Using Credit Wisely: What Young Borrowers Need to Know
NEW YORK ( MainStreet) Most people think young people and credit can make for a deadly, debt-ridden mix.
However, young borrowers those between 18 and 25 years old are among the least likely to seriously default on their credit cards, according to a new survey by the W. P. Carey School of Business at Arizona State University and the Federal Reserve Bank of Richmond.
The new research found while people in their early 20s are more likely to experience slight or minor delinquencies 30 or 60 days past due they actually are much less likely to experience serious delinquency more than 90 days past due.
The study showed rather than college kids being the most likely to fall behind in payments, it was actually those between the ages of 40 to 44 who were 12 percentage points more likely to have a serious delinquency.
"Young credit card users actually default less than middle-age borrowers," said Andra Ghent, an assistant professor at the W. P. Carey School of Business. "Also, those who choose to get credit cards early in life are more likely to learn from any minor defaults and move on, avoiding major credit card problems in the future. Plus, they're more likely to be able to get a mortgage and become a homeowner at a young age."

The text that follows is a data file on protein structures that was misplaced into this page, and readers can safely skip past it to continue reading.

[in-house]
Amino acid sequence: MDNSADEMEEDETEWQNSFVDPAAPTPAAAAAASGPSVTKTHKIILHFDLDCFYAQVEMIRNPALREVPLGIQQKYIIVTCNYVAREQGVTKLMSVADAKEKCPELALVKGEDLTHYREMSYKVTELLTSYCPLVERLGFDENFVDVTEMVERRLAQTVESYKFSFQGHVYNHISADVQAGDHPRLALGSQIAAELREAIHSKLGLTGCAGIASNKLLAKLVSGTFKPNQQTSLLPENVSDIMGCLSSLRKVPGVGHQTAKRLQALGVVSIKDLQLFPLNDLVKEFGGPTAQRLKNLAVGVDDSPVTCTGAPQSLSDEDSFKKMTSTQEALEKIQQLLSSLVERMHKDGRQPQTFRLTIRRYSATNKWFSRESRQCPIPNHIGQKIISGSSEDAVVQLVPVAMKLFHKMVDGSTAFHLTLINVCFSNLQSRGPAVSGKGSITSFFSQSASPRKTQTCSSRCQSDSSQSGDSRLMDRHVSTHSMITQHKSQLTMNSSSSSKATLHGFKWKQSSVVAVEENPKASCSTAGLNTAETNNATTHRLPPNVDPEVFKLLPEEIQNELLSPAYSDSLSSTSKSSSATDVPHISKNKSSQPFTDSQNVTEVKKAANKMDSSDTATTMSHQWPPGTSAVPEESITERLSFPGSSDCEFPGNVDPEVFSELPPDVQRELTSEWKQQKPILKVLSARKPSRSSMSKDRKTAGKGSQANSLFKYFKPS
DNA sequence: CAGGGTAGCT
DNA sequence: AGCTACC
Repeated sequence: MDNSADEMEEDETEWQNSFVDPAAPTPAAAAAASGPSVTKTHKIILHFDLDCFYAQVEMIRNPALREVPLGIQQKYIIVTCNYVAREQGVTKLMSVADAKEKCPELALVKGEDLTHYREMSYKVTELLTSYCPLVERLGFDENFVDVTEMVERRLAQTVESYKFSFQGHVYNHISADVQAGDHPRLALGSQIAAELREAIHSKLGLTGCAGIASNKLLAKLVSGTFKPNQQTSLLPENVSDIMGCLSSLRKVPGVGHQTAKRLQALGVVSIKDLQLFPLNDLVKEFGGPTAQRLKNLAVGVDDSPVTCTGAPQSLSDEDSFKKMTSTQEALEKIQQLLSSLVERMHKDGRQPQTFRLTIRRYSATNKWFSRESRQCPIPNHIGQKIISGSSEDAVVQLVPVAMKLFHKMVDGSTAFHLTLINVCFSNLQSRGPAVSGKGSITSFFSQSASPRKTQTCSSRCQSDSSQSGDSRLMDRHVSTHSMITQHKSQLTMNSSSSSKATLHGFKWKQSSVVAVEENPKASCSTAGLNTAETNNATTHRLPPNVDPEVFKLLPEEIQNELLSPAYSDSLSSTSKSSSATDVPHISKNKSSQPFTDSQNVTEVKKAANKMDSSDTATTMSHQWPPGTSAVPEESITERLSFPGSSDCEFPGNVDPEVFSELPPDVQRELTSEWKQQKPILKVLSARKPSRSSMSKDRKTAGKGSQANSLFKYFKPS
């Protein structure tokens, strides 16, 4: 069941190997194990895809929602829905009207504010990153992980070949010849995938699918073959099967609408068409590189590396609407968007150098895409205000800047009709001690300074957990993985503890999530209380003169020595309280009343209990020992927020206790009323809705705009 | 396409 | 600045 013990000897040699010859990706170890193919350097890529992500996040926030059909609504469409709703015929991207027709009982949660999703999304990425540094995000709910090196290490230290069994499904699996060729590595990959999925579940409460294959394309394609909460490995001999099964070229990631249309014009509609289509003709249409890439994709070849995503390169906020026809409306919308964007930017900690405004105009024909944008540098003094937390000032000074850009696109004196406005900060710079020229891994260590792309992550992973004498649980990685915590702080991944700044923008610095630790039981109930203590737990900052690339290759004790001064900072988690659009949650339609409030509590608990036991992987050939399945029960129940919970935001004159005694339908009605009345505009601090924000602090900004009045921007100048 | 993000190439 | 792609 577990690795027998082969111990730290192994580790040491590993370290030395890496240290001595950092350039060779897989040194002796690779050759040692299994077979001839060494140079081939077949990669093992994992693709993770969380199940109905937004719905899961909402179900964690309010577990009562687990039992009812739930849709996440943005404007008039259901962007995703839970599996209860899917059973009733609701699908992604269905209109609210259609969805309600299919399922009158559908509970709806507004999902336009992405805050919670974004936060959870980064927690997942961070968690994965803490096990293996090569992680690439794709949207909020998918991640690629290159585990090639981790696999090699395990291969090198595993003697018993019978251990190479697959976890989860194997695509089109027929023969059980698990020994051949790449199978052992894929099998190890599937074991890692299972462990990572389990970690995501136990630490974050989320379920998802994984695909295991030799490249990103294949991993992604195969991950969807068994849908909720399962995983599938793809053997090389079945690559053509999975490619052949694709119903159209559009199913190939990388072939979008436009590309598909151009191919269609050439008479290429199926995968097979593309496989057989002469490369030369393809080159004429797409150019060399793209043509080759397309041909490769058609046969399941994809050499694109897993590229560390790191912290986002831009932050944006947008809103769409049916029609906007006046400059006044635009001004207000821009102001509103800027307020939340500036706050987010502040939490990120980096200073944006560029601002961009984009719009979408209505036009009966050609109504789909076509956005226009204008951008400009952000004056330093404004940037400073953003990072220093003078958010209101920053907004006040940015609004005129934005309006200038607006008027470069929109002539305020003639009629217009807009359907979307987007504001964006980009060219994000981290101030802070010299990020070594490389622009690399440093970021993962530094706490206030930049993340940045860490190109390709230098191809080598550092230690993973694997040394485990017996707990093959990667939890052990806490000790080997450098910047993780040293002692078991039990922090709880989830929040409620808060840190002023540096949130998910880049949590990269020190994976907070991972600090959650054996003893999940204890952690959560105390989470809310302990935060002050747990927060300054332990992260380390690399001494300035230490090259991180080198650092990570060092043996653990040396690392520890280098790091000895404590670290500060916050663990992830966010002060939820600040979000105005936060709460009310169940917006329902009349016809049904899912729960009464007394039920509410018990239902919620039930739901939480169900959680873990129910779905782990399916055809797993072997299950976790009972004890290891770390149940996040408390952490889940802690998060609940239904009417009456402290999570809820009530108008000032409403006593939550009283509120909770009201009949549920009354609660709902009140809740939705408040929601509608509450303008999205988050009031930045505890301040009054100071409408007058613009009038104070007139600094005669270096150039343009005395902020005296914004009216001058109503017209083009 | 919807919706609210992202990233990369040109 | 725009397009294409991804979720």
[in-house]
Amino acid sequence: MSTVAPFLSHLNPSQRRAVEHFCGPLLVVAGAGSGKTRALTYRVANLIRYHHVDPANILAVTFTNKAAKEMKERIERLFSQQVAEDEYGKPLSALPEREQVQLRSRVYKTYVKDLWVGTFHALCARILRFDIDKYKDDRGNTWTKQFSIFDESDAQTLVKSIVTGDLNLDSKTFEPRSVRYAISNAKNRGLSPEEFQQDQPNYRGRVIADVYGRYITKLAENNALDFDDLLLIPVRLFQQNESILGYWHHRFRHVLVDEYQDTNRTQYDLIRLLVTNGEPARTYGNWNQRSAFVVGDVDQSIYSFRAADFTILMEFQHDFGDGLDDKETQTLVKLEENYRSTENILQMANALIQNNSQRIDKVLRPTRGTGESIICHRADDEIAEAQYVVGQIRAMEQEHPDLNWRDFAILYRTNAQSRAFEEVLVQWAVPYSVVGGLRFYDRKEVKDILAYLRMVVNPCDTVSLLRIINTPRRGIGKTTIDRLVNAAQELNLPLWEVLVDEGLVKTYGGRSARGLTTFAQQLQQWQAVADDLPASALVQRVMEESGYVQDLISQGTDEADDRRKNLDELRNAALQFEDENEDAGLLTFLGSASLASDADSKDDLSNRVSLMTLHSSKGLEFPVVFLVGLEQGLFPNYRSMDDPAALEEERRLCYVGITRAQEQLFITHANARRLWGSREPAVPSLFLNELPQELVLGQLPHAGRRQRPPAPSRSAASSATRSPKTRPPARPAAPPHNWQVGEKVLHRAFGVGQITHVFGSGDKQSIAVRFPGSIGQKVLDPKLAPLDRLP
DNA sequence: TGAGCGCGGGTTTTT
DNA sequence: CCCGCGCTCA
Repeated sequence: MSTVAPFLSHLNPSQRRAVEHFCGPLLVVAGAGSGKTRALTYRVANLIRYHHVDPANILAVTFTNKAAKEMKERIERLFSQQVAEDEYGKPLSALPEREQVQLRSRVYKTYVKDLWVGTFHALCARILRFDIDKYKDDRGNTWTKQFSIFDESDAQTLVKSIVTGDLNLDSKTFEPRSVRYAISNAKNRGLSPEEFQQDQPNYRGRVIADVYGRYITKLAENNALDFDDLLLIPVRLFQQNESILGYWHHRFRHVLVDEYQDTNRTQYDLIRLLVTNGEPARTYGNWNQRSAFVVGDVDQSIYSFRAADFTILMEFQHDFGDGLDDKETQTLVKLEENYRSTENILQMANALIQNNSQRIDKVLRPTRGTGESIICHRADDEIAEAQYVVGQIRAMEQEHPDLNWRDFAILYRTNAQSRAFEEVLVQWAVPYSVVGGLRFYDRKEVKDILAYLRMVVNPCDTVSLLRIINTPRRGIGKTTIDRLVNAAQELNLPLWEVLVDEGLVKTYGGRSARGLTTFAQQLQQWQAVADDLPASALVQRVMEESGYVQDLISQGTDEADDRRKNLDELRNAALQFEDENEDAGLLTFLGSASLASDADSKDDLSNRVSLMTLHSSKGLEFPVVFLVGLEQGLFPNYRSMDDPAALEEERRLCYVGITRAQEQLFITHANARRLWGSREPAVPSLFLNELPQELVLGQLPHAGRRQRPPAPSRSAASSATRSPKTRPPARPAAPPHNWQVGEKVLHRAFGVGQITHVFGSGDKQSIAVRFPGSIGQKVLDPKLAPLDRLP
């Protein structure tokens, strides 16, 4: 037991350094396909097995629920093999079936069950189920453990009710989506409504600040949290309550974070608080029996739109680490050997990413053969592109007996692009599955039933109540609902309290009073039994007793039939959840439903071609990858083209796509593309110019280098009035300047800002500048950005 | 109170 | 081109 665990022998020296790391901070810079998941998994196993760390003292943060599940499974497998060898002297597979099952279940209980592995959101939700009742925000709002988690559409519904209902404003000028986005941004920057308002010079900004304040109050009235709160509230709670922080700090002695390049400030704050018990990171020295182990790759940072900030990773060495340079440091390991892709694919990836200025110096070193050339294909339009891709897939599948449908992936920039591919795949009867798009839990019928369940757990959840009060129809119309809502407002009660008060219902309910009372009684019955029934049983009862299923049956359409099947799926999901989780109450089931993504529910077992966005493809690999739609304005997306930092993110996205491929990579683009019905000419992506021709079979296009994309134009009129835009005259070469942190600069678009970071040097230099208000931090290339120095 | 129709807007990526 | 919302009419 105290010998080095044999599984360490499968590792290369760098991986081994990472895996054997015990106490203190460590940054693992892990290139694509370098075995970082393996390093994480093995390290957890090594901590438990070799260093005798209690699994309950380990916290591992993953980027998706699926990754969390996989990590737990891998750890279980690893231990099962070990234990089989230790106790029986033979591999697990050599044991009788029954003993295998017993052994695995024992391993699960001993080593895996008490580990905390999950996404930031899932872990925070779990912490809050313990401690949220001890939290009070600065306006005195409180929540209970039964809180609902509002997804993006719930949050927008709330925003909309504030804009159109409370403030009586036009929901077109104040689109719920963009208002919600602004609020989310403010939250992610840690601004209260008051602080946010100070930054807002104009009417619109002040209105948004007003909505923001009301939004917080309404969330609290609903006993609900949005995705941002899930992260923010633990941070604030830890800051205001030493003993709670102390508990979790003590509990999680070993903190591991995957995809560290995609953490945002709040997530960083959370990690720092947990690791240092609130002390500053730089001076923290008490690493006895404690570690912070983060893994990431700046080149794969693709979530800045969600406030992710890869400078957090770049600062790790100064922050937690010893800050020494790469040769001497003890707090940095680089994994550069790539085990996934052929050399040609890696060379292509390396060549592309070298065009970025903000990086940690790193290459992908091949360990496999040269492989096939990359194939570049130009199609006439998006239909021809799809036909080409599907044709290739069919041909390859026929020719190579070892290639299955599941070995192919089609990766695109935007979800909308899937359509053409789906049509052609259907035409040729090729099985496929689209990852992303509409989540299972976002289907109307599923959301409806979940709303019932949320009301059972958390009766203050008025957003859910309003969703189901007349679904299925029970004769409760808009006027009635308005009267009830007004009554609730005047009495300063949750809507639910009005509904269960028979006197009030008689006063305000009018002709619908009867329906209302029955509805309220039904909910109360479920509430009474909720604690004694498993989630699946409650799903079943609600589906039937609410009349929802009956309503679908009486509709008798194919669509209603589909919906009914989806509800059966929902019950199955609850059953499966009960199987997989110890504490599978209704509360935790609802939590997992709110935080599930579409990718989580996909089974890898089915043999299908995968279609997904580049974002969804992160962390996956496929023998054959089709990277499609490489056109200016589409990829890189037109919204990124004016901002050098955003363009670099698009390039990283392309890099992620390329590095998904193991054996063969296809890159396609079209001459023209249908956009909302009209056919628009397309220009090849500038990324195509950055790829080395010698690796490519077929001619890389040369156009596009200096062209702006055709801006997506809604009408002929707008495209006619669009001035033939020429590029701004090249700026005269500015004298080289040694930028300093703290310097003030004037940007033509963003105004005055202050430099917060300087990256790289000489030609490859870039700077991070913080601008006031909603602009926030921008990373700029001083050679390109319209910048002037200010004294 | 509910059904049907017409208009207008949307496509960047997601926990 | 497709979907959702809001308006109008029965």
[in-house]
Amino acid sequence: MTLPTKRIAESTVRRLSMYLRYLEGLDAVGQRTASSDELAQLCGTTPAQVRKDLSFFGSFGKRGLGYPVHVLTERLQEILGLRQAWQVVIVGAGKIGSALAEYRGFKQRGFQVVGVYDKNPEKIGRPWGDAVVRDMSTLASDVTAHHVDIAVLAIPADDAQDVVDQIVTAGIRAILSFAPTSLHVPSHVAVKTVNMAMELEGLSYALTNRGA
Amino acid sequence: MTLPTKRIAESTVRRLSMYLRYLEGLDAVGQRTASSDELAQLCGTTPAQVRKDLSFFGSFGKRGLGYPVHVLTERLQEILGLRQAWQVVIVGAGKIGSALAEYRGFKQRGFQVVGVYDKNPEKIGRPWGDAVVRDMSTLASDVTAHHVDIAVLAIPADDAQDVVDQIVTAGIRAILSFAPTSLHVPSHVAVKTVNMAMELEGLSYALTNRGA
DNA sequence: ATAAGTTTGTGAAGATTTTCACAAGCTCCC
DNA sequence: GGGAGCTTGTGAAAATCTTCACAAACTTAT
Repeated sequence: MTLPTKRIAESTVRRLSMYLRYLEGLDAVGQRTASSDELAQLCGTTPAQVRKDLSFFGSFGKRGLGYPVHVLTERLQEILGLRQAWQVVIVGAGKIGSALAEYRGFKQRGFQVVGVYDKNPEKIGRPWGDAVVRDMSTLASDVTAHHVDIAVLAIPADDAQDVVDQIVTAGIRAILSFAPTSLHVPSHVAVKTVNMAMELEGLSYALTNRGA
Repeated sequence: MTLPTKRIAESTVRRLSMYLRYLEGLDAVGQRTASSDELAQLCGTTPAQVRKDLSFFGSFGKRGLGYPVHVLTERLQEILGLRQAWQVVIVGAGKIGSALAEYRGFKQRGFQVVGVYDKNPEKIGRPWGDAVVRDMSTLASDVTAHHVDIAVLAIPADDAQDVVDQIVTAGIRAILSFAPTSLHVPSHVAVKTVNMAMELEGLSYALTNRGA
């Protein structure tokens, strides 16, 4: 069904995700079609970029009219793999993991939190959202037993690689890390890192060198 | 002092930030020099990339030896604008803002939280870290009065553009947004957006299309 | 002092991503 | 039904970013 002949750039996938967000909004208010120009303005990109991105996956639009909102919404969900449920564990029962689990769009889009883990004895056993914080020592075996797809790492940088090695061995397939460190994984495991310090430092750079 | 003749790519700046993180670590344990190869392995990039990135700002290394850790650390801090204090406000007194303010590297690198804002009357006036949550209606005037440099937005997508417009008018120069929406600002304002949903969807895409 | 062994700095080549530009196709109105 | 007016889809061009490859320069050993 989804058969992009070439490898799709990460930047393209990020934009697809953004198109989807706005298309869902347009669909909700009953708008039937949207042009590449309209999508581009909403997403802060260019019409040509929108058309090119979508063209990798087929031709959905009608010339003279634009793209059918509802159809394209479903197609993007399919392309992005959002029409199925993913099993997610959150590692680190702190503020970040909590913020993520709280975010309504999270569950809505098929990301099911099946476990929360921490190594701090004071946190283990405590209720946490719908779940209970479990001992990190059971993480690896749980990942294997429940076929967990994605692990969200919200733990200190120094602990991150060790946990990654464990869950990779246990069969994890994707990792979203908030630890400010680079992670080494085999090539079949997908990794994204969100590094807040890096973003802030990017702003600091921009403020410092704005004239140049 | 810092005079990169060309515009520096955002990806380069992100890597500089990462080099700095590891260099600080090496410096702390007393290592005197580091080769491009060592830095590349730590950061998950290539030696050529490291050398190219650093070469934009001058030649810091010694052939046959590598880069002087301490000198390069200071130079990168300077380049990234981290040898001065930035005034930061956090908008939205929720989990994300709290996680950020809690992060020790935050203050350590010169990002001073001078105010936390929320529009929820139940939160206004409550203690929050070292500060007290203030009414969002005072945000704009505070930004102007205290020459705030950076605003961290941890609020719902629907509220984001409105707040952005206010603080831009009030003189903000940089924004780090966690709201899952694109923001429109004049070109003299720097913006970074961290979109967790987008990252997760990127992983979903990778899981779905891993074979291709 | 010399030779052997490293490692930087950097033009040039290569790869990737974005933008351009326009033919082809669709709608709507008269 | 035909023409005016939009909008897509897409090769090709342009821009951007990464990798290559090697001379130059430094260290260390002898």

The research also showed the propensity to experience a serious default clearly peaks at middle age. People aged 35 to 44 were 10 percentage points more likely to experience a serious default than an 18- to 20-year-old and 12 percentage points more likely than an individual 65 or older.
The study said while it is not clear exactly why defaults increase in middle age and reach their lowest point in older age, one reason may be that people are typically spending the most money during their middle-age years.
"Those also are prime earning years for most people, and people have a tendency to spend to their income," said John Ulzheimer, consumer credit expert at CreditSesame.com.
The study may rebuke the necessity of Credit Card Act of 2009, according to its researchers. That act made it illegal to issue a credit card to individuals under 21 unless the person has a cosigner or submits financial information indicating an independent means of repaying the debt. It also includes a provision banning companies from recruiting credit card users within 1,000 feet of any college campus or at college events.
"Letting students apply for credit cards may actually make sense," Ghent said. "These students are the people who want credit, need to build up a good credit history and have a steeply sloped income profile. If they don't have a student loan, then a credit card may be the only way they can establish a decent credit history."